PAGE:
"I know," I had to own, "it's shameful; but you wouldn't have found another station in the city so bad."

"Ah, then," said the Altrurian, "I suppose this particular road is too poor to employ more baggage-men or build new stations; they seemed rather shabby all the way up."

"Well, no," I was obliged to confess, "it's one of the richest roads in the country. The stock stands at about 180. But I'm really afraid we shall be late to supper if we don't get on," I broke off; though I was not altogether sorry to arrive after the porter had disposed of the baggage. I dreaded another display of active sympathy on the part of my strange companion; I have often felt sorry myself for the porters of hotels, but I have never thought of offering to help them handle the heavy trunks that they manage.

The Altrurian was delighted with the hotel; and in fact it did look extremely pretty, with its branching piazzas full of well-dressed people, and its green lawns where the children were playing. I led the way to the room which I had taken for him next my own; it was simply furnished, but it was sweet with matting, fresh linen, and pure whitewashed walls. I flung open the window-blinds and let him get a glimpse of the mountains purpling under the sunset, the lake beneath, and the deeply foliaged shores.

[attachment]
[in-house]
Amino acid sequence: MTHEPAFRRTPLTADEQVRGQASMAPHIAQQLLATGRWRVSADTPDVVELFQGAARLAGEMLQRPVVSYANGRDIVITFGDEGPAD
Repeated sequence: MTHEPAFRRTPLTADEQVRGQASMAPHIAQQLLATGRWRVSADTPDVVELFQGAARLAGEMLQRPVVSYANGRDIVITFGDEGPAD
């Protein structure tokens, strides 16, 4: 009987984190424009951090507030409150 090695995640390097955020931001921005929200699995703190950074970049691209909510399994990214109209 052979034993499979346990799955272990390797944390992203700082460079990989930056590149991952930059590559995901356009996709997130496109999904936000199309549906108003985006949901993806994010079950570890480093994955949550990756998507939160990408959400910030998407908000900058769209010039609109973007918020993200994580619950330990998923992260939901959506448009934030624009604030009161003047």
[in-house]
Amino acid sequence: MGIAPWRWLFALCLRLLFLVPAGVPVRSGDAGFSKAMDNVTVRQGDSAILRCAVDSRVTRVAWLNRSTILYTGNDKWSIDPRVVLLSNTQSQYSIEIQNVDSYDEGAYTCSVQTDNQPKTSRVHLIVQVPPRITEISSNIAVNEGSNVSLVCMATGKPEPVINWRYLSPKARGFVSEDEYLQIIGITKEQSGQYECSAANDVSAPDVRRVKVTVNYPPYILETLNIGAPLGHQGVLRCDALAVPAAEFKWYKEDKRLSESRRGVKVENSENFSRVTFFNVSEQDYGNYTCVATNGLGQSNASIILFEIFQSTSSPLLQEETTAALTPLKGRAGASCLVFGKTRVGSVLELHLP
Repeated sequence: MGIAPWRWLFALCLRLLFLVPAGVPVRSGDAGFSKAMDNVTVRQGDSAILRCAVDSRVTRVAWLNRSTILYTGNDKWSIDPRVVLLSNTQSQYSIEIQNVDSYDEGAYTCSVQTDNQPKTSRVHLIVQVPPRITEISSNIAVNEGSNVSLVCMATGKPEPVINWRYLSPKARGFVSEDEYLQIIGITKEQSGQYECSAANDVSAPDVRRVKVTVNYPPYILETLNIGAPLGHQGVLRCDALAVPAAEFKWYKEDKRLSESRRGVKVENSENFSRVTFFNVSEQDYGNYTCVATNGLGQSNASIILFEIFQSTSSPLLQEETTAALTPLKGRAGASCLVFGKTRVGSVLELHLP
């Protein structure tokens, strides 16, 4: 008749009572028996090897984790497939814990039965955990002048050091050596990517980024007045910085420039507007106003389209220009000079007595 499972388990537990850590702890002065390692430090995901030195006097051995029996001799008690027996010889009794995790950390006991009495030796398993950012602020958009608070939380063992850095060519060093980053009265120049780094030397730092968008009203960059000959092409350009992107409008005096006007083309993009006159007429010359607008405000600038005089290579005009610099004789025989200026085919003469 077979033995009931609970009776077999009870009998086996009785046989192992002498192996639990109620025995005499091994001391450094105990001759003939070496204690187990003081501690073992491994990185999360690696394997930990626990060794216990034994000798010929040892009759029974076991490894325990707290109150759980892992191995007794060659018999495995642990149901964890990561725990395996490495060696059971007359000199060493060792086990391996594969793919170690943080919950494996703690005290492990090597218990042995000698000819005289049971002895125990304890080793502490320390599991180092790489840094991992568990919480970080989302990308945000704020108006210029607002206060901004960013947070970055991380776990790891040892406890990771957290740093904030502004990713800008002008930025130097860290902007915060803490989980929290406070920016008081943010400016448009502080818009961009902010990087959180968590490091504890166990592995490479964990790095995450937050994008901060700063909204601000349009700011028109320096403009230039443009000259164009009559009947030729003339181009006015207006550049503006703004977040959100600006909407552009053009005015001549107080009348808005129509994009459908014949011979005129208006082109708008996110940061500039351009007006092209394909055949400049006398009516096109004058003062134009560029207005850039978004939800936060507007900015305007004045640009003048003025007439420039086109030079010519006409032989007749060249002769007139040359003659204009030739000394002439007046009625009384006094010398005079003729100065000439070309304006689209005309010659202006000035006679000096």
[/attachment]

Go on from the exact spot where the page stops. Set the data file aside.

"Glorious! glorious!" he sighed.

"Yes," I modestly assented. "We think that's rather fine." He stood tranced before the window, and I thought I had better say: "Well, now I can't give you much time to get the dust of travel off; the dining-room doors close at eight, and we must hurry down."

"I'll be with you in a moment," he said, pulling off his coat.

I waited impatiently at the foot of the stairs, avoiding the question I met on the lips and in the eyes of my acquaintance. The fame of my friend's behavior at the station must have spread through the whole place; and everybody wished to know who he was. I answered simply he was a traveler from Altruria; and in some cases I went further and explained that the Altrurians were peculiar.